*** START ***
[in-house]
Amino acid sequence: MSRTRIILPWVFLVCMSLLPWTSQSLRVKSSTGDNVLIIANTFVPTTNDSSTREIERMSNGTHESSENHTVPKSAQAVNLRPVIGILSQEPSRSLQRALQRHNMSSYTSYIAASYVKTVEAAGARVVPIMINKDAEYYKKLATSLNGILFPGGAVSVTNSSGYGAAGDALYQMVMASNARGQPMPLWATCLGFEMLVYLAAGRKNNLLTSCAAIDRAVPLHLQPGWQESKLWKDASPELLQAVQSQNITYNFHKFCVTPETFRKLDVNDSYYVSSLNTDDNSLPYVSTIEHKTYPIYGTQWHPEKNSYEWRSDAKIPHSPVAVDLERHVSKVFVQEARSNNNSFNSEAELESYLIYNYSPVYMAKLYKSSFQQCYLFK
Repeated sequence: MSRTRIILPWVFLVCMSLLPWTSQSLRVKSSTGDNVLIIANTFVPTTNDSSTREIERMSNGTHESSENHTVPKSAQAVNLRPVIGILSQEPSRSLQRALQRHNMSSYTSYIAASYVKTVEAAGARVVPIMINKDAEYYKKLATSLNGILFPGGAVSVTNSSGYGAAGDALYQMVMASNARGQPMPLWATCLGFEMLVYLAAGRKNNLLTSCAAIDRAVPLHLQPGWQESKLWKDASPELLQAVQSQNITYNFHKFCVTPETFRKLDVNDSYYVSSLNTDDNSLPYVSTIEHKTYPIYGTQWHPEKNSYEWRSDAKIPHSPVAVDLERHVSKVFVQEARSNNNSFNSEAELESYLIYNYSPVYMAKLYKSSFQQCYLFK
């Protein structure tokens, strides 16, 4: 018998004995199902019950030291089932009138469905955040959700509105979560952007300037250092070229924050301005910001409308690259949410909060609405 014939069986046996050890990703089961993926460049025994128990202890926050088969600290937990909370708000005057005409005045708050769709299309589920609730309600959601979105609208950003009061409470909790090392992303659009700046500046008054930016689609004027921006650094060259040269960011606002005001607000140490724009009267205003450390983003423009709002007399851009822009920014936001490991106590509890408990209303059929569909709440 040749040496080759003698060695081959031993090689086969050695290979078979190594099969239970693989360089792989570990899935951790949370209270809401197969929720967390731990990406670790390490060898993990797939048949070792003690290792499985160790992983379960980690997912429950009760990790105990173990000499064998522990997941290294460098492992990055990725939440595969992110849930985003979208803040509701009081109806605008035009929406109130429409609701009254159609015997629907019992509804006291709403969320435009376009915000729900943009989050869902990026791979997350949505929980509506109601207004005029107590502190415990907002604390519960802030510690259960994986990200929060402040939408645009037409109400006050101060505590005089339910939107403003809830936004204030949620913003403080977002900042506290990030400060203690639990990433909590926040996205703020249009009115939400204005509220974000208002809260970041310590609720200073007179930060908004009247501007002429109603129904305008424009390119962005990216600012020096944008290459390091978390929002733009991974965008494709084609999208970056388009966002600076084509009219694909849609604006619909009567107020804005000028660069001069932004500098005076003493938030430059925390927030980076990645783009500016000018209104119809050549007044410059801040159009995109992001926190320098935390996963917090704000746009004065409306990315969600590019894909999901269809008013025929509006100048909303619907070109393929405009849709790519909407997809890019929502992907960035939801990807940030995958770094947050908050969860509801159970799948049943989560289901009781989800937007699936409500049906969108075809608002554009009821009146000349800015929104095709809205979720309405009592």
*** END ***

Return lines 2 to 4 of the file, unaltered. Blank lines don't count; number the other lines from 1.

Amino acid sequence: MSRTRIILPWVFLVCMSLLPWTSQSLRVKSSTGDNVLIIANTFVPTTNDSSTREIERMSNGTHESSENHTVPKSAQAVNLRPVIGILSQEPSRSLQRALQRHNMSSYTSYIAASYVKTVEAAGARVVPIMINKDAEYYKKLATSLNGILFPGGAVSVTNSSGYGAAGDALYQMVMASNARGQPMPLWATCLGFEMLVYLAAGRKNNLLTSCAAIDRAVPLHLQPGWQESKLWKDASPELLQAVQSQNITYNFHKFCVTPETFRKLDVNDSYYVSSLNTDDNSLPYVSTIEHKTYPIYGTQWHPEKNSYEWRSDAKIPHSPVAVDLERHVSKVFVQEARSNNNSFNSEAELESYLIYNYSPVYMAKLYKSSFQQCYLFK
Repeated sequence: MSRTRIILPWVFLVCMSLLPWTSQSLRVKSSTGDNVLIIANTFVPTTNDSSTREIERMSNGTHESSENHTVPKSAQAVNLRPVIGILSQEPSRSLQRALQRHNMSSYTSYIAASYVKTVEAAGARVVPIMINKDAEYYKKLATSLNGILFPGGAVSVTNSSGYGAAGDALYQMVMASNARGQPMPLWATCLGFEMLVYLAAGRKNNLLTSCAAIDRAVPLHLQPGWQESKLWKDASPELLQAVQSQNITYNFHKFCVTPETFRKLDVNDSYYVSSLNTDDNSLPYVSTIEHKTYPIYGTQWHPEKNSYEWRSDAKIPHSPVAVDLERHVSKVFVQEARSNNNSFNSEAELESYLIYNYSPVYMAKLYKSSFQQCYLFK
């Protein structure tokens, strides 16, 4: 018998004995199902019950030291089932009138469905955040959700509105979560952007300037250092070229924050301005910001409308690259949410909060609405 014939069986046996050890990703089961993926460049025994128990202890926050088969600290937990909370708000005057005409005045708050769709299309589920609730309600959601979105609208950003009061409470909790090392992303659009700046500046008054930016689609004027921006650094060259040269960011606002005001607000140490724009009267205003450390983003423009709002007399851009822009920014936001490991106590509890408990209303059929569909709440 040749040496080759003698060695081959031993090689086969050695290979078979190594099969239970693989360089792989570990899935951790949370209270809401197969929720967390731990990406670790390490060898993990797939048949070792003690290792499985160790992983379960980690997912429950009760990790105990173990000499064998522990997941290294460098492992990055990725939440595969992110849930985003979208803040509701009081109806605008035009929406109130429409609701009254159609015997629907019992509804006291709403969320435009376009915000729900943009989050869902990026791979997350949505929980509506109601207004005029107590502190415990907002604390519960802030510690259960994986990200929060402040939408645009037409109400006050101060505590005089339910939107403003809830936004204030949620913003403080977002900042506290990030400060203690639990990433909590926040996205703020249009009115939400204005509220974000208002809260970041310590609720200073007179930060908004009247501007002429109603129904305008424009390119962005990216600012020096944008290459390091978390929002733009991974965008494709084609999208970056388009966002600076084509009219694909849609604006619909009567107020804005000028660069001069932004500098005076003493938030430059925390927030980076990645783009500016000018209104119809050549007044410059801040159009995109992001926190320098935390996963917090704000746009004065409306990315969600590019894909999901269809008013025929509006100048909303619907070109393929405009849709790519909407997809890019929502992907960035939801990807940030995958770094947050908050969860509801159970799948049943989560289901009781989800937007699936409500049906969108075809608002554009009821009146000349800015929104095709809205979720309405009592």